The State of Inclusive Instant Payment Systems in Africa (SIIPS) 2023 report, which was released on November 8, highlights sustained growth in both the supply of instant payment systems and demand for their functionality.
According to the report jointly produced by AfricaNenda, an African-led organisation dedicated to accelerating the growth of inclusive payment systems with the United Nations Economic Commission for Africa (UNECA) and the World Bank, the volume of payments and the total value of payments processed have both experienced significant growth since 2018, increasing by 47 per cent and 39 per cent, respectively.
The report, launched in Addis Ababa, Ethiopia, also reveals that instant payment systems in Africa facilitated nearly 32 billion transactions valued at approximately $1.2 trillion in 2022.
Instant payment systems (IPS) are payment methods that are open to many users, operate digitally, and allow for quick, near-instant transactions around the clock, every day of the year, or as close to that as possible.
As of 2023, the total number of live domestic and regional IPS on the continent is 32, following three new IPS that were launched in Ethiopia, Morocco, and South Africa in the last 12 months.
However, not all of them are inclusive. The SIIPS 2023 report shows that so far, only nine countries in Africa have access to a progressed Inclusive Instant Payment System (IIPS) through three domestic systems in Ghana, Malawi, and Zambia and one regional system (GIMACPAY) in the Economic and Monetary Community of Central Africa (CEMAC).
According to the report, 27 countries have yet to set up a domestic IPS, although 17 have plans on the way and three regional payment systems (COMESA, EAC, and WAEMU) are also in development on the continent.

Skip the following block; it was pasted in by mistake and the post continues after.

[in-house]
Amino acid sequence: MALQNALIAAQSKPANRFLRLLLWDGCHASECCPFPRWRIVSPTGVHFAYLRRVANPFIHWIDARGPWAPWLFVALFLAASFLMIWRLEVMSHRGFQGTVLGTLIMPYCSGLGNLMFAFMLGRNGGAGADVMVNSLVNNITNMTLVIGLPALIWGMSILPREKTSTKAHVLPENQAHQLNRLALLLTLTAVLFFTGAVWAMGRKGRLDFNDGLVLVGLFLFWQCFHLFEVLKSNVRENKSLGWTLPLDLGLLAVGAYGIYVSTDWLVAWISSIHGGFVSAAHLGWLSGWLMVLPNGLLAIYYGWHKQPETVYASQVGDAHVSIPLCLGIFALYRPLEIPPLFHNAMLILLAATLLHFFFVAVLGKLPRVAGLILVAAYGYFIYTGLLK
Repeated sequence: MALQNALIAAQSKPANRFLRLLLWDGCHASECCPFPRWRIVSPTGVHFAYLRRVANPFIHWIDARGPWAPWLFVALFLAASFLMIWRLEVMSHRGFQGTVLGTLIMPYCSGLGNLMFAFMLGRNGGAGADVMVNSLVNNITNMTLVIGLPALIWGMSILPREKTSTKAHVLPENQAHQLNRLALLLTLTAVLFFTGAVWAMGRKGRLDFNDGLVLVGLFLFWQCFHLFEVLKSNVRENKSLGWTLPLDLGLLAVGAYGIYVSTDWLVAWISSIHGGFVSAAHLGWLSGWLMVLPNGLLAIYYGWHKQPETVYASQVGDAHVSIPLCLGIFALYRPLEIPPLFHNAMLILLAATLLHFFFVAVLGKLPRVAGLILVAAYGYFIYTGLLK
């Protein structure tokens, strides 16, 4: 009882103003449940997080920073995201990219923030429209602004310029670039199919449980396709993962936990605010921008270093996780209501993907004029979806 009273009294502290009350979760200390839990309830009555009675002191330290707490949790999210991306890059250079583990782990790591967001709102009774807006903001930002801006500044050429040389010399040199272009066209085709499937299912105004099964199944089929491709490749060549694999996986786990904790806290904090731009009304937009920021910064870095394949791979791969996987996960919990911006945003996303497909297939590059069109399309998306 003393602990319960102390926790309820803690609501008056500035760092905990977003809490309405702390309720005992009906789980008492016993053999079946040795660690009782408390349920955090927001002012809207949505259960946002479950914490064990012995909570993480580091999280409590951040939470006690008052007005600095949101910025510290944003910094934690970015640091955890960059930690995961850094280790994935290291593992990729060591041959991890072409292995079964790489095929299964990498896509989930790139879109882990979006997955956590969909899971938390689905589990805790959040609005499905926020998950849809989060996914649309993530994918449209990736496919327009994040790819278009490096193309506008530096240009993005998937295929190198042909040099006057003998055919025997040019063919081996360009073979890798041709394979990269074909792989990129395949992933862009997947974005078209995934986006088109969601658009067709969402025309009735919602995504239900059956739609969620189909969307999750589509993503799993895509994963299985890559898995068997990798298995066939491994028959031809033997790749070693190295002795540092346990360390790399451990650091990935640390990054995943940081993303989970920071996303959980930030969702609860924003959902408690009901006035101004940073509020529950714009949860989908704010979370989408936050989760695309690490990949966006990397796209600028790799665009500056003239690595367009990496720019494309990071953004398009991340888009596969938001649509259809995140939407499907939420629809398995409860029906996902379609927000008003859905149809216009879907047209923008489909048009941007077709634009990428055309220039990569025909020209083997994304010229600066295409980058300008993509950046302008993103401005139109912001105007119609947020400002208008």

Speaking during the launch, Robert Ochora, the CEO of AfricaNenda, said that despite progress in digital financial services and payment innovations in Africa, there is still much work to be done.
This work includes investments in infrastructure, technology, technical skills, and policy reforms to ensure responsible access and usage of financial products, he explained.
Ochora also urged stakeholders in the African digital payment industry to share data, report actively, conduct data analytics to track progress, and provide evidence-based insights for policymakers and regulators.
“The remarkable growth of instant payment systems in Africa since last year is a testament to our collective commitment to driving positive change in the continent. SIIPS 2023 shows that together, we’re shaping a future where digital financial inclusion knows no bounds,” he added.
The report shows that so far, the majority of existing Instant Payment Systems (IPS) lack a ranking due to the absence of publicly accessible data on their performance, or have only reached a basic stage of inclusivity, providing limited channel capabilities and supporting only person-to-person (P2P) and person-to-business (P2B) transactions.
Referring to that, Stephen Karingi, the Director of Regional Integration and Trade Division at UNECA, highlighted that many financial providers in Africa have a significant opportunity to connect with more customers and grow their balance sheets in cash-based economies.
“There’s so much potential waiting to be unlocked,” he emphasised.
Huria Ali Mahdi, the State Minister for Women and Social Affairs in Ethiopia, highlighted the financial barriers that women face in the region, including limited access to bank accounts, property ownership, and formal credit.
She urged governments, the private sector, and civil society to collaborate in making instant payment systems “truly” inclusive for women and the entire African population, recognising the potential for the systems to empower women, save time and money, and support businesses and financial resilience.
The SIIPS 2023 report also spotlights four new case studies of IPS including eKash in Rwanda (managed by R-Switch), Natswitch in Malawi, the Zambia National Financial Switch, as well as GIMAC the regional switch connecting all countries in CEMAC.
The report’s insights were also derived from surveys and in-depth interviews with digital payment experts, end-users, and micro, small, and medium enterprises in urban and peri-urban areas of Rwanda, Cameroon, Malawi, Morocco, and Senegal.